Boasting the youngest squad for the second World Cup in a row, Ghana will be seeking redemption for a heartbreaking 2010 quarter final exit.
The 2010 quarter final has haunted Ghana for years as they were cruelly denied a semi final berth – the first in history for an African nation – by the hand of Luis Suarez, before crumbling under the pressure of a penalty shootout.
World Cup qualification looked dicey for the Ghanaians when they came up against formidable opponents Egypt in the final round of CAF qualifying, a game that was a must-win for a football-mad country.
But when Ghana produced its best performance of the qualifying process to trump Egypt 6-1 in the first of two legs, a passage to Brazil was all but assured and dreams of a 2010 repeat – only with a happy ending – were sparked.
Those dreams were somewhat dulled when Ghana was drawn alongside the heavily favoured Germany and Portugal, as well as the United States, in arguably the toughest group of the tournament.
Although the Black Stars’ squad is mostly made up of the next generation of Ghanaian players, many mainstays of the nation’s last two World Cup runs have also been included.
Captain Asamoah Gyan, Michael Essien, Kevin Prince Boateng and Sulley Muntari have all been plying their trade in Europe’s top leagues for the better part of a decade and will once again form the spine of Ghana’s team at the World Cup – perhaps for the last time.
For Gyan in particular, performing at this World Cup is paramount in order to bury his personal World Cup demons. It was his penalty in the last minute of extra time of the 2010 quarter final that hit the crossbar and forced Ghana into that ill-fated penalty shootout.
— GHANA (@ACCRA__GHANA) March 21, 2014
Meanwhile Essien and Boateng are both enjoying a second coming of sorts, having both taken sabbaticals from international football, with Boateng going as far as to announce his retirement from international duty.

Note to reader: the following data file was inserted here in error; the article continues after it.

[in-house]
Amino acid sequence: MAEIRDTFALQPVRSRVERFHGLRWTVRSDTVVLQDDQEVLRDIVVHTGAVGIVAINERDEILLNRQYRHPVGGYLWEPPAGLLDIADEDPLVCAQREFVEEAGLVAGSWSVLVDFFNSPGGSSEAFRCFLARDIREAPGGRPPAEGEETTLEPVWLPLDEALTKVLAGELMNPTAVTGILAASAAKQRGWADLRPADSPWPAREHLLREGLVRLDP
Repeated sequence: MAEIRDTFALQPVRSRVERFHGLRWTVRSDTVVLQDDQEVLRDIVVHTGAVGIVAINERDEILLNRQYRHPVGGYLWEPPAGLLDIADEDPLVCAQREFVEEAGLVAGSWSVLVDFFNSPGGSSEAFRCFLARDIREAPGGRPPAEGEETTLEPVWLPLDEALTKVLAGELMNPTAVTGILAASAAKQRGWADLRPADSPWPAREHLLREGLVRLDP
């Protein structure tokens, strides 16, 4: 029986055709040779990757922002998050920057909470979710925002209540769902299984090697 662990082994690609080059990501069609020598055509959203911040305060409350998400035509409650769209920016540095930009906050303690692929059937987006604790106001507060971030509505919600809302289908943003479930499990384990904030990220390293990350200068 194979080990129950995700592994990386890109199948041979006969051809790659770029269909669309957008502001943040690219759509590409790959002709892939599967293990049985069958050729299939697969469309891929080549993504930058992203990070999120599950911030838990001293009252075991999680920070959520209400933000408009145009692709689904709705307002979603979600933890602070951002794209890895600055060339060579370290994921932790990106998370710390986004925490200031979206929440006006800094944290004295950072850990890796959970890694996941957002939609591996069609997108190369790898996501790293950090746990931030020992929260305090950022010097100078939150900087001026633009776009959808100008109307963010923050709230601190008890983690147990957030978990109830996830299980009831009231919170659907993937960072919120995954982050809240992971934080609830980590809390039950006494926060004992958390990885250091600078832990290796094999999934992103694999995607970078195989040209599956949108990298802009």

In midfield, Ghana has no shortage of talent with the aforementioned Essien, Boateng and Muntari being joined by Kwadwo Asamoah and Andre Ayew in a settled engine room.
In defence, however, the opposite has rung true with manager Kwesi Appiah constantly rotating Samuel Inkoom, Daniel Opare, Rashid Sumaila, Jonathan Mensah, John Boye, Harrison Afful and even Asamoah through defence to try and find the right combination.
Up front, a heavy reliance on Gyan to provide goals could also prove to be their downfall. The answer to their problems could be 22-year-old striker Jordan Ayew, brother of winger Andre, who is making a strong case to start in Ghana’s first game after a hat-trick in a warm-up match against South Korea.
A 4-2-3-1 formation looks most likely for Ghana against the United States, with Stephen Adams pulling on the goalkeeper gloves, Inkoom and Opare joining centre-backs Sumaila and Mennsah to make up the back four and with the reliable Essien and Muntari deployed as holding midfielders.
Andre Ayew and Asamoah are likely to start on the wings, with Gyan playing in front of Boateng as the lone striker.
While the experienced heads are no doubt the most recognised players in the Ghanaian squad, Juventus winger Asamoah will be their most important asset at the World Cup.
Asamoah played a vital role in Juventus achieveing Serie A glory last season, featuring in 50 games and making 47 starts. His defensive prowess and tireless running are underrated and will be crucial if Ghana’s shaky defence is to hold up against onslaughts from Germany and Portugal.
In a group that promises many draws, four points should be enough for Ghana to achieve the unlikely and make it to the round of 16.
A win against the United States for the third consecutive World Cup is imperative for the Black Stars in their first game, leaving them the tough task of salvaging a point against either Germany or Portugal.
Ghana will be praying that Germany has secured safe passage to the round of 16 by the time they face them in their third game, presenting an opportunity to steal a point.